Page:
Minimum Standards for Emergency Telephone Notification Systems
Emergency Telephone Notification Systems (ETNS) are fast becoming a necessary tool for public safety agencies nationwide. Large metropolitan areas and communities of all sizes have installed these systems to provide essential emergency information to their citizens. The National Emergency Number Association (NENA) believes acquisition and deployment of these emergency notification systems will only increase with today’s homeland security and domestic protection concerns.
- The United States Office of Homeland Security in its July 2002 Report titled National Strategy for Homeland Security stated that it "would pursue technologies such as ‘reverse 911’ which would call households” to provide information about vulnerabilities and protective measures.1
- Emergency telephone notification systems started to take root in the middle 1990s for many reasons. Local public safety officials realized ETNS systems could effectively augment other notification methods such as sirens, NOAA Weather Radio, and broadcast announcements.
- ETNS systems provided the ability to precisely target populations in specific geographic locations better than existing alternatives, particularly when ETNS systems were integrated with geographic
information systems (i.e., digital maps).
- The telephone, more than any other communications medium, allows officials to deliver specific actionable information that lets those in harm’s way know exactly what to do, what to expect, or what to look for.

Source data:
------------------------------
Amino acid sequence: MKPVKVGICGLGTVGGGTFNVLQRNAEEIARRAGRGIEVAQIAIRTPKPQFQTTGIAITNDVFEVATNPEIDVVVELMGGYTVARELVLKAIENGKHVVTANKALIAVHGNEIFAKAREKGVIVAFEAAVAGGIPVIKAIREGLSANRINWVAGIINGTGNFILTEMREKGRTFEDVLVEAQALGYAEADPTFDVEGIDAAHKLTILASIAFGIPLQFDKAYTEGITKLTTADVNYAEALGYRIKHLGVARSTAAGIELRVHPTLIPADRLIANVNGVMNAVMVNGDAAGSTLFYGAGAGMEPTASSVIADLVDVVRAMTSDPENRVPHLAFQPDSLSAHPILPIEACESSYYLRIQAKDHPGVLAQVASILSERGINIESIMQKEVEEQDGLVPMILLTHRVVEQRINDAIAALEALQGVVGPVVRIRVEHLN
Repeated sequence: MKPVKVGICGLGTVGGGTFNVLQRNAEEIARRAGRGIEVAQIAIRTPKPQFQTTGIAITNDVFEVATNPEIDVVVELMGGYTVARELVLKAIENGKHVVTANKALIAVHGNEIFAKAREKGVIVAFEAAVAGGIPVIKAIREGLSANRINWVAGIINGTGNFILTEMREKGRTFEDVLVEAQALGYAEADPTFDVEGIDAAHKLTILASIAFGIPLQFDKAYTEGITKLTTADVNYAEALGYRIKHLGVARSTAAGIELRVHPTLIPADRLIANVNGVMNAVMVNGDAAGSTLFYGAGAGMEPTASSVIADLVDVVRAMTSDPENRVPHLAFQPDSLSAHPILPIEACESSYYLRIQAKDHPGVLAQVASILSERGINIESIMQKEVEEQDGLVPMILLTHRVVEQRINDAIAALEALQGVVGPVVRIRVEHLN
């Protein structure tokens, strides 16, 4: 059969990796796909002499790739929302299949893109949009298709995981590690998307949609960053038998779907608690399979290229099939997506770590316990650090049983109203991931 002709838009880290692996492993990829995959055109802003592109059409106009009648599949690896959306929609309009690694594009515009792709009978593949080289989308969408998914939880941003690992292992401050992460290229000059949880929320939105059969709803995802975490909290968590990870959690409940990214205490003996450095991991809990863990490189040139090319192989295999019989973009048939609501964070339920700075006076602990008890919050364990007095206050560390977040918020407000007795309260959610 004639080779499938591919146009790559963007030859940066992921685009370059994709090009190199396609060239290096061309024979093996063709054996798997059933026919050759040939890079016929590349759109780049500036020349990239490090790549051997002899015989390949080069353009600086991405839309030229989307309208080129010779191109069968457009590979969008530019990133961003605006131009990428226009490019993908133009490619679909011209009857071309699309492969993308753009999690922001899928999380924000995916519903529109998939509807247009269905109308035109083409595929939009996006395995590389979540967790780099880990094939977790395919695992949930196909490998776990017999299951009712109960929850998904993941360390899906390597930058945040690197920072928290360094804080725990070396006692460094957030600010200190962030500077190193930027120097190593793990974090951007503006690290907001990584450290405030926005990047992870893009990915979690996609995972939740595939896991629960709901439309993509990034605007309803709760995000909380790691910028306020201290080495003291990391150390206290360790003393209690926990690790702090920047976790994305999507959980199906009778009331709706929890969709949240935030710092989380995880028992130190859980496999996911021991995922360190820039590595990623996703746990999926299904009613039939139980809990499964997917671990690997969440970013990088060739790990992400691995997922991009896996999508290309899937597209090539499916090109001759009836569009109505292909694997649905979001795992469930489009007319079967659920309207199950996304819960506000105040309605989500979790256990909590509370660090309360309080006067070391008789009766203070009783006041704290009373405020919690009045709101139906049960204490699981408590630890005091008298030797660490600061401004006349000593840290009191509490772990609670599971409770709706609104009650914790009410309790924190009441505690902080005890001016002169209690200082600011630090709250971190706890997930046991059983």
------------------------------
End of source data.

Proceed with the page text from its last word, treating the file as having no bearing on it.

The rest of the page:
- The telephone is always on, providing the opportunity to reach nearly everyone within a target area either live or through voice mail.
The purpose of this body of standards titled "Minimum Standards for Emergency Telephone Notification Systems” is to provide guidance to the public safety and private sector communities on operational, administrative and procedural issues – along with general technical considerations - germane to the proper implementation and management of an ETNS system.
The standards are intended to provide a basis for self-assessment and constructive regulation of ETNS system providers. Further, the standards establish criteria for the responsible use of these systems as it relates to emergency management, emergency communications, and community awareness (in general terms).
: NENA Wide Area / Statewide Emergency Notification Systems OID
This document contains a variety of strategies, points for consideration, and other operational guidance related to Wide Area and/or Statewide Emergency Notification Systems (WA/S ENS). Used hereafter, the terms Wide Area Notification, Statewide Emergency Notification, and Large Area Emergency Notification are used interchangeably.